With the poll narrative for the assembly poll in West Bengal sharply polarized between the ruling TMC and opposition BJP, the Congress-Left-ISF alliance is fighting to prove the political relevance of the parties in it and is pinning its hopes to be the kingmaker in case of a fractured mandate.
The Congress and CPI-M-led Left Front, which has been pushed to the margins of politics in Bengal after ruling it for 34 long years, has waived their ideological and political differences and came together for the second time after the 2016 assembly polls.
The Indian Secular Front(ISF) of cleric Peerzada Abbas Siddiqui is the new entrant to the "unlikely" coalition of the former rivals of secular, communist and religious forces.
For Congress and the Left, the Bengal assembly poll this time is a battle for political survival after being squeezed out of the state's poll arena.
For ISF, a first of its kind political outfit in Bengal formed by a religious leader, it is a fight to prove that it is not a "one election wonder" and is here to stay.
The alliance christened as "Samyukta Morcha" hopes to grow at the expense of both the ruling TMC and opposition BJP by eating into their votes.
The saffron party had pocketed the opposition votes for the past few years in the absence of a credible opposition.
With ISF of firebrand religious leader Siddiqui in it, the 'Samyukta Morcha' hopes to eat into the 30 per cent minority vote bank, which had since 2011 slowly but steadily shifted to the TMC.
The minority has in fact acted as a bulwark for the Mamata Banerjee-led party in the wake of the saffron surge in the 2019 Lok Sabha polls.
However, the alliance with ISF has its own set of pitfalls as the Congress and the Left are facing the threat of losing out on the perception of its secular credentials.
Siddiqui's outfit is being equated with All India Muslim League of pre-independent India and AIUDF in Assam and is in turn pushing towards the consolidation of Hindu votes thus benefitting the BJP.
Although both TMC and the BJP have blamed the alliance partners for being a "stooge" of each other, the saffron camp is happy with ISF's entry into the poll fray. It hopes that ISF's advent will break TMC supremo Mamata Banerjee's grip on the minority vote bank, over which it has failed to make a mark despite unprecedented success in the 2019 Bengal elections.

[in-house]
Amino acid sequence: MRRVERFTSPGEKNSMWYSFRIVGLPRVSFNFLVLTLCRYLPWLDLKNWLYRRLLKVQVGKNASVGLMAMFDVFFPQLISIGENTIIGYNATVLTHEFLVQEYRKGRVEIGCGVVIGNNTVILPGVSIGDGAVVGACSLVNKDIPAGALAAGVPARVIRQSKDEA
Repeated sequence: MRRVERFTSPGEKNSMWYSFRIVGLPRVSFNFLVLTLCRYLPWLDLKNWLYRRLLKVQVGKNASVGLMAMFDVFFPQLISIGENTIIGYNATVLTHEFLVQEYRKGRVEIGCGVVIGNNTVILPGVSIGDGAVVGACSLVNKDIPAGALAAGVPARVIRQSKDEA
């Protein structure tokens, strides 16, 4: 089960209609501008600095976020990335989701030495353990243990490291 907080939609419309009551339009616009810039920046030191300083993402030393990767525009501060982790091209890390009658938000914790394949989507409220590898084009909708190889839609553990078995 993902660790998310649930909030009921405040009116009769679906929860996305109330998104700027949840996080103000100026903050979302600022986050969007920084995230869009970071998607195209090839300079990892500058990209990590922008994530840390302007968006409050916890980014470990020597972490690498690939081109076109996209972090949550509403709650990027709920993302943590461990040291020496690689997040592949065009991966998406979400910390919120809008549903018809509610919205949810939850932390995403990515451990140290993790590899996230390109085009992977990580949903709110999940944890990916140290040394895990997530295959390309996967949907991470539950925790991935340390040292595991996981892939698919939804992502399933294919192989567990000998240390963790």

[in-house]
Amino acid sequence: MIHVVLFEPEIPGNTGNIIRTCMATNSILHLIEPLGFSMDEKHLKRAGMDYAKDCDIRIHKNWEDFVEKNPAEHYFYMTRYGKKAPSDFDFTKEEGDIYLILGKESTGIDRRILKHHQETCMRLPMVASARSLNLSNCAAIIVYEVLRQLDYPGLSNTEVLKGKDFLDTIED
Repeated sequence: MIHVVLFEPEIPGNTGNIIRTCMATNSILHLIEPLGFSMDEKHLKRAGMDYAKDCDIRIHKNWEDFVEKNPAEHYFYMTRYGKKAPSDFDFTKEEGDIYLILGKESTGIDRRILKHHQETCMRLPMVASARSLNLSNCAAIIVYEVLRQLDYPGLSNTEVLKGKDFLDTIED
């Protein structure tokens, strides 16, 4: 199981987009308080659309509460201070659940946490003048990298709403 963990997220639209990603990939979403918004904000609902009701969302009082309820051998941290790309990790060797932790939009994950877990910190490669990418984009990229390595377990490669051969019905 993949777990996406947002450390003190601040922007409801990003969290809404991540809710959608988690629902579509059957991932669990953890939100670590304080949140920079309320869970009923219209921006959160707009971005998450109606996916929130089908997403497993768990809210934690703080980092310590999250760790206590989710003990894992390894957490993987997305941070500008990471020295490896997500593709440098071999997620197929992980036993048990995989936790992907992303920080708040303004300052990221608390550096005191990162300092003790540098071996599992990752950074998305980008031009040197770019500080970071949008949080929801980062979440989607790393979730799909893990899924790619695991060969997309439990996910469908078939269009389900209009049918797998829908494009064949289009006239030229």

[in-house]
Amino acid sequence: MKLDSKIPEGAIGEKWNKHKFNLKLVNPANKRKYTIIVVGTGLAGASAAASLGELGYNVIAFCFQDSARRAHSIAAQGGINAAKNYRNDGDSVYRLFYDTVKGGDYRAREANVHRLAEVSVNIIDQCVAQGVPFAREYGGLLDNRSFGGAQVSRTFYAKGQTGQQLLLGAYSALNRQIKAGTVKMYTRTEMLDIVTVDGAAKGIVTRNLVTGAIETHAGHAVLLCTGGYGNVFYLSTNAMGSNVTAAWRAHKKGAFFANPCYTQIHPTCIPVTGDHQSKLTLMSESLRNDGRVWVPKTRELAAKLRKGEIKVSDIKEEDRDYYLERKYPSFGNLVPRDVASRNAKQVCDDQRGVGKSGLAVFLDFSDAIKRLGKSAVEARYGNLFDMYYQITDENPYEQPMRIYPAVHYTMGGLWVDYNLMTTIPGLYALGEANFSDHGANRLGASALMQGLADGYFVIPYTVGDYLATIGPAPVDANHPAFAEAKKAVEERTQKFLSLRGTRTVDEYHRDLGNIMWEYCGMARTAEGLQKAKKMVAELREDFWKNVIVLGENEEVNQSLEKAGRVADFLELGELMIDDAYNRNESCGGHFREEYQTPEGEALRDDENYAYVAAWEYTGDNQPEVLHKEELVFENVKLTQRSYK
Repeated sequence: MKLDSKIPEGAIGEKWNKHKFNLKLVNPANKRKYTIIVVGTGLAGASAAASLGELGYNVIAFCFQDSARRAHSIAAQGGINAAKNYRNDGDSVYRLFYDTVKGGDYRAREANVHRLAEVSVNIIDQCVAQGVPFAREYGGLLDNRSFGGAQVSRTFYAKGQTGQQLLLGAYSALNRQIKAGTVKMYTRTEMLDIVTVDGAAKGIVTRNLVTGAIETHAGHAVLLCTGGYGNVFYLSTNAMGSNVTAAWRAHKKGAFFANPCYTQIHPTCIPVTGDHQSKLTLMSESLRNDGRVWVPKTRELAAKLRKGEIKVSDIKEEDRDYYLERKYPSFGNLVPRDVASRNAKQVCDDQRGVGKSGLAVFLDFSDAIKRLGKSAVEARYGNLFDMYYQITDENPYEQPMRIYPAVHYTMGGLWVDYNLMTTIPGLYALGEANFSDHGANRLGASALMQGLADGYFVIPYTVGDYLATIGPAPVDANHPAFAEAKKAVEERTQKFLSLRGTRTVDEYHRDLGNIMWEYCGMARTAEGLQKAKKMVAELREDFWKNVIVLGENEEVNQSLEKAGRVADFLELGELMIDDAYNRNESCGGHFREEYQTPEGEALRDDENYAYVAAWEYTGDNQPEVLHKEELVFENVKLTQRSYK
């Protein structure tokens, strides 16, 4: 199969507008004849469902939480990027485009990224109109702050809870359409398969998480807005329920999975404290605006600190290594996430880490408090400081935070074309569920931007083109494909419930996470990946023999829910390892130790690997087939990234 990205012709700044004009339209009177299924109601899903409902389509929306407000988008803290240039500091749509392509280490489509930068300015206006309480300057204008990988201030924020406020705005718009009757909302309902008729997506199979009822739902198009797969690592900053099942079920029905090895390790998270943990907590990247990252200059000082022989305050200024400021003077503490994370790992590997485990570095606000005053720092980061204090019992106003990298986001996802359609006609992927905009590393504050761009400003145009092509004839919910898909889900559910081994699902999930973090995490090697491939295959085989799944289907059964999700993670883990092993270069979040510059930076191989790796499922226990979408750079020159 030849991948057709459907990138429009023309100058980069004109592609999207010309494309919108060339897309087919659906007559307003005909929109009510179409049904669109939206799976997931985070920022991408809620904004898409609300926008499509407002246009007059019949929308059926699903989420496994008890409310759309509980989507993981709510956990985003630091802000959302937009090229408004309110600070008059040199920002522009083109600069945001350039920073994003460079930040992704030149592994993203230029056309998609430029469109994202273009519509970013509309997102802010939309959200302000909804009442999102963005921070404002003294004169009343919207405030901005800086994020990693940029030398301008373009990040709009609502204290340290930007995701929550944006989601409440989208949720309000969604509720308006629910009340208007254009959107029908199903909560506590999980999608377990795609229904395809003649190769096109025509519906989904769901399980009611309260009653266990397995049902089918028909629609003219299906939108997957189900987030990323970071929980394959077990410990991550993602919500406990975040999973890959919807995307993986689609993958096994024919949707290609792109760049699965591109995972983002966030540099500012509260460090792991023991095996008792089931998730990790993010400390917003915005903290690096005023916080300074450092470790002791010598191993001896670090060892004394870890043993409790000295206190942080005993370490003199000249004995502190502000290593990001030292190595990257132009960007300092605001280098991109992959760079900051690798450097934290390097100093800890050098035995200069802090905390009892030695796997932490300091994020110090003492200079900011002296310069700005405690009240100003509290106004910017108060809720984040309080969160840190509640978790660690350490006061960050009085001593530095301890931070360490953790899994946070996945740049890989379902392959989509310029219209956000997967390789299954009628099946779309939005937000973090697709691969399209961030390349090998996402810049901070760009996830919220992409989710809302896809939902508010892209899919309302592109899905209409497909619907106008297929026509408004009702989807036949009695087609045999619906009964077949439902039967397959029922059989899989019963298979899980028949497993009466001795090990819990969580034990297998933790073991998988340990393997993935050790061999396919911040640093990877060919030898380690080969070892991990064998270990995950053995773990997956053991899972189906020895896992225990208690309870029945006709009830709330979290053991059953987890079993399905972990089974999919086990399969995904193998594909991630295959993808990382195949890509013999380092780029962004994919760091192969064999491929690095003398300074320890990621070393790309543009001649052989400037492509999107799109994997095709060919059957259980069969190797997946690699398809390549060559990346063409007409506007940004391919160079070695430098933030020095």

CPI(M) Politburo member Mohammed Salim said, "We are hopeful that the alliance will be a game changer in Bengal election. The BJP and TMC wanted to make the poll a bipolar fight. But we have made it a three-cornered contest. The people are fed up with the misrule of TMC in the state and by BJP at the Centre".
Congress leader Pradip Bhattacharya echoed him and exuded confidence that the alliance will come up with "astonishing results" and can no longer be ignored.
"Going by the response we have received, we are confident of winning the election. We will be the kingmaker after the poll. No one can form the government without our support," Siddiqui told PTI.
Despite a few glitches in the "rainbow alliance", the Left Front is contesting in 177 seats, the Congress 91 seats and ISF in 26.
According to sources in both Congress and the Left, the alliance was the need of the hour. The two parties, who had fought the 2016 assembly election as an alliance and bagged 36 per cent vote share, witnessed a sharp decline in its vote percentage within the next three years.
The parties had managed to bag seven and five per cent votes respectively in the 2019 parliamentary poll, which they fought separately.
The Left Front had failed to open its account, while the Congress had managed to win just two out of the 42 Lok Sabha seats. BJP on the other hand bagged 18 seats, just four less than the TMC's 22.
"This alliance was the need of the hour as we are fighting for our political survival. TMC has taken over the Muslim votes and the BJP of the Hindus, while we are nowhere on the scene. The TMC through its poaching of the Left and Congress leaders have paved the way for BJP in the state," Leader of the Opposition and Congress leader Abdul Mannan said.